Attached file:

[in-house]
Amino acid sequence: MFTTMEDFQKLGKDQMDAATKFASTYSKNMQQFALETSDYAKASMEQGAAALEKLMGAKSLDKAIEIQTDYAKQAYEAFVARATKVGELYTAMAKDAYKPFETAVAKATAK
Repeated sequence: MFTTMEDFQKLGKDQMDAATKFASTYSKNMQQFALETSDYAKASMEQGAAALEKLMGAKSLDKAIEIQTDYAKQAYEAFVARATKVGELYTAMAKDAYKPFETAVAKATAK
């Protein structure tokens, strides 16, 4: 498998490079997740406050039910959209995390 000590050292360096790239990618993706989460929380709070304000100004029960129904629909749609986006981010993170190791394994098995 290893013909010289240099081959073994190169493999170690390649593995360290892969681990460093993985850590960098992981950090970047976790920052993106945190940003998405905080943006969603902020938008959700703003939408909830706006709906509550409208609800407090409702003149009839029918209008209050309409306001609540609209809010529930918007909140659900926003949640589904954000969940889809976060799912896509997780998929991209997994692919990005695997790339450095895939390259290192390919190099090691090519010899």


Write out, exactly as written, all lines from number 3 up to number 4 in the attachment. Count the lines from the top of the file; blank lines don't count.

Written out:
Repeated sequence: MFTTMEDFQKLGKDQMDAATKFASTYSKNMQQFALETSDYAKASMEQGAAALEKLMGAKSLDKAIEIQTDYAKQAYEAFVARATKVGELYTAMAKDAYKPFETAVAKATAK
């Protein structure tokens, strides 16, 4: 498998490079997740406050039910959209995390 000590050292360096790239990618993706989460929380709070304000100004029960129904629909749609986006981010993170190791394994098995 290893013909010289240099081959073994190169493999170690390649593995360290892969681990460093993985850590960098992981950090970047976790920052993106945190940003998405905080943006969603902020938008959700703003939408909830706006709906509550409208609800407090409702003149009839029918209008209050309409306001609540609209809010529930918007909140659900926003949640589904954000969940889809976060799912896509997780998929991209997994692919990005695997790339450095895939390259290192390919190099090691090519010899």